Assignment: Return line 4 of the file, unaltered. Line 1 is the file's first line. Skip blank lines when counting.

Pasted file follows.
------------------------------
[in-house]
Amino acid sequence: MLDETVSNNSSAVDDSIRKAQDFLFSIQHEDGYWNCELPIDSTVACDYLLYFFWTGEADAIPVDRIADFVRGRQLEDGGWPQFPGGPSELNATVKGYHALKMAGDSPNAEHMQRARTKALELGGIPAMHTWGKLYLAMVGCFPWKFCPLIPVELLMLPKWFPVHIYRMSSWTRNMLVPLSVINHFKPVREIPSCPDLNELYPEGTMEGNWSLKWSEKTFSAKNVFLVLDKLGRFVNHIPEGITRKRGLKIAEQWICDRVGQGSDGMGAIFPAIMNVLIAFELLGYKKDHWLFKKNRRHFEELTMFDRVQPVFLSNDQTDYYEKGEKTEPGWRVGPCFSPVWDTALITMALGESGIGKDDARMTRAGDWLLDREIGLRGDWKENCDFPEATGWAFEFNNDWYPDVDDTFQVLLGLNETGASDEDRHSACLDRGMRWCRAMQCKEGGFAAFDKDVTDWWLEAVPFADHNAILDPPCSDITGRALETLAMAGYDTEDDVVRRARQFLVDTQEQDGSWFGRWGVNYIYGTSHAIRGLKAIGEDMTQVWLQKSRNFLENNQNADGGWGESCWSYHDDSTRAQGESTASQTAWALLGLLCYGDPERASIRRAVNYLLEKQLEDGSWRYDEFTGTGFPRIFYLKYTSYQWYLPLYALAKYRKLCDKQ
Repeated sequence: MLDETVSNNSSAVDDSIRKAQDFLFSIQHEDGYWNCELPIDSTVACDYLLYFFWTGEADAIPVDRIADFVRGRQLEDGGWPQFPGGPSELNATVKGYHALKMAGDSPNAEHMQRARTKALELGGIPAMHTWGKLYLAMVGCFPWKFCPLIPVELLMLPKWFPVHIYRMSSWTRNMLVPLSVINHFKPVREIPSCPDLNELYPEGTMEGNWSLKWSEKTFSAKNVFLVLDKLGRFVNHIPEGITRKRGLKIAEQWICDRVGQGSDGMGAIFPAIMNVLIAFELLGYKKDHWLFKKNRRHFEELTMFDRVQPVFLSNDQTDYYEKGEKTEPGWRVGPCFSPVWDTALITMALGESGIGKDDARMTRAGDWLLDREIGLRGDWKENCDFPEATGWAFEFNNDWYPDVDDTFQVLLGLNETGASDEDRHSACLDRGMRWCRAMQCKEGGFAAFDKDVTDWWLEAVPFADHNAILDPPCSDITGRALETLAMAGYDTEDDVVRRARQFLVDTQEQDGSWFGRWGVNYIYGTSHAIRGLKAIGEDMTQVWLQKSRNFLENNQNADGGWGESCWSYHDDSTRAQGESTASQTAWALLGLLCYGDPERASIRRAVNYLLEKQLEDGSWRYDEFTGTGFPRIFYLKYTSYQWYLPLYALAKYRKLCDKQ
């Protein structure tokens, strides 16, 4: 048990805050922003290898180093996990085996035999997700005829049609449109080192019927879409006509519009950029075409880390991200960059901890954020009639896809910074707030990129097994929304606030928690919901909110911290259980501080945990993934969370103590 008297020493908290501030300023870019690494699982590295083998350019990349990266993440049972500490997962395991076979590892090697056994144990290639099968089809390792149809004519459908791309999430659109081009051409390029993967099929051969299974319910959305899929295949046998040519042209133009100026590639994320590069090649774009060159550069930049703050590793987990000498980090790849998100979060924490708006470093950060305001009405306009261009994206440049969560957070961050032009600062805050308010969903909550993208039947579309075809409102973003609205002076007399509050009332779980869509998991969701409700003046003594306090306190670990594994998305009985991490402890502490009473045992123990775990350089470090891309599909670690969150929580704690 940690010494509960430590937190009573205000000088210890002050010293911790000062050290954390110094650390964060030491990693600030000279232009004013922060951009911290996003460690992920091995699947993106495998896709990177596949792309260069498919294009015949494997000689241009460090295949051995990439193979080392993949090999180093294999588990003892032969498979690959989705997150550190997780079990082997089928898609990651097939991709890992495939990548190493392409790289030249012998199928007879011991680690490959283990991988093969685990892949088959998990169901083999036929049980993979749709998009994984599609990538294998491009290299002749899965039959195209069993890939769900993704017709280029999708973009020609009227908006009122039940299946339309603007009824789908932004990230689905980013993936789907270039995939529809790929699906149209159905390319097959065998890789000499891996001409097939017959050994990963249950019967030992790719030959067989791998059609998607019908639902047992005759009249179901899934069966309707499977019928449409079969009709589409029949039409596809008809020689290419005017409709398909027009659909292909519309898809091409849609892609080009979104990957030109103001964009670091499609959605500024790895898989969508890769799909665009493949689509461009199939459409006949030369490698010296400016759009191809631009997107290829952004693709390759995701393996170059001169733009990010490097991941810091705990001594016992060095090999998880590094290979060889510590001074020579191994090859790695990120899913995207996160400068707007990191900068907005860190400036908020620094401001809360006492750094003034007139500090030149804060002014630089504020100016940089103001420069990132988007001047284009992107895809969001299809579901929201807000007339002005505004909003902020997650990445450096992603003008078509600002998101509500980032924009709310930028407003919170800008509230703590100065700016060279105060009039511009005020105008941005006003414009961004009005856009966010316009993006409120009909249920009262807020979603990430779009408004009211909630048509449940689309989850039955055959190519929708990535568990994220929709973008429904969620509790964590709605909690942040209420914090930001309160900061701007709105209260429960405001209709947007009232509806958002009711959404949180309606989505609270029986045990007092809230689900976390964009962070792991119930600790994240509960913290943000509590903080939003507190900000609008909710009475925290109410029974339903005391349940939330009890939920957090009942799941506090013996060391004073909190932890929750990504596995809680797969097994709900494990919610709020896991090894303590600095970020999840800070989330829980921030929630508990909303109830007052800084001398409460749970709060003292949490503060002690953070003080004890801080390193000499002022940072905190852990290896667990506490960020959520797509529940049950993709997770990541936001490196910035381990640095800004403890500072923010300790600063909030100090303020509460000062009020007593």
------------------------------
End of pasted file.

């Protein structure tokens, strides 16, 4: 048990805050922003290898180093996990085996035999997700005829049609449109080192019927879409006509519009950029075409880390991200960059901890954020009639896809910074707030990129097994929304606030928690919901909110911290259980501080945990993934969370103590 008297020493908290501030300023870019690494699982590295083998350019990349990266993440049972500490997962395991076979590892090697056994144990290639099968089809390792149809004519459908791309999430659109081009051409390029993967099929051969299974319910959305899929295949046998040519042209133009100026590639994320590069090649774009060159550069930049703050590793987990000498980090790849998100979060924490708006470093950060305001009405306009261009994206440049969560957070961050032009600062805050308010969903909550993208039947579309075809409102973003609205002076007399509050009332779980869509998991969701409700003046003594306090306190670990594994998305009985991490402890502490009473045992123990775990350089470090891309599909670690969150929580704690 940690010494509960430590937190009573205000000088210890002050010293911790000062050290954390110094650390964060030491990693600030000279232009004013922060951009911290996003460690992920091995699947993106495998896709990177596949792309260069498919294009015949494997000689241009460090295949051995990439193979080392993949090999180093294999588990003892032969498979690959989705997150550190997780079990082997089928898609990651097939991709890992495939990548190493392409790289030249012998199928007879011991680690490959283990991988093969685990892949088959998990169901083999036929049980993979749709998009994984599609990538294998491009290299002749899965039959195209069993890939769900993704017709280029999708973009020609009227908006009122039940299946339309603007009824789908932004990230689905980013993936789907270039995939529809790929699906149209159905390319097959065998890789000499891996001409097939017959050994990963249950019967030992790719030959067989791998059609998607019908639902047992005759009249179901899934069966309707499977019928449409079969009709589409029949039409596809008809020689290419005017409709398909027009659909292909519309898809091409849609892609080009979104990957030109103001964009670091499609959605500024790895898989969508890769799909665009493949689509461009199939459409006949030369490698010296400016759009191809631009997107290829952004693709390759995701393996170059001169733009990010490097991941810091705990001594016992060095090999998880590094290979060889510590001074020579191994090859790695990120899913995207996160400068707007990191900068907005860190400036908020620094401001809360006492750094003034007139500090030149804060002014630089504020100016940089103001420069990132988007001047284009992107895809969001299809579901929201807000007339002005505004909003902020997650990445450096992603003008078509600002998101509500980032924009709310930028407003919170800008509230703590100065700016060279105060009039511009005020105008941005006003414009961004009005856009966010316009993006409120009909249920009262807020979603990430779009408004009211909630048509449940689309989850039955055959190519929708990535568990994220929709973008429904969620509790964590709605909690942040209420914090930001309160900061701007709105209260429960405001209709947007009232509806958002009711959404949180309606989505609270029986045990007092809230689900976390964009962070792991119930600790994240509960913290943000509590903080939003507190900000609008909710009475925290109410029974339903005391349940939330009890939920957090009942799941506090013996060391004073909190932890929750990504596995809680797969097994709900494990919610709020896991090894303590600095970020999840800070989330829980921030929630508990909303109830007052800084001398409460749970709060003292949490503060002690953070003080004890801080390193000499002022940072905190852990290896667990506490960020959520797509529940049950993709997770990541936001490196910035381990640095800004403890500072923010300790600063909030100090303020509460000062009020007593």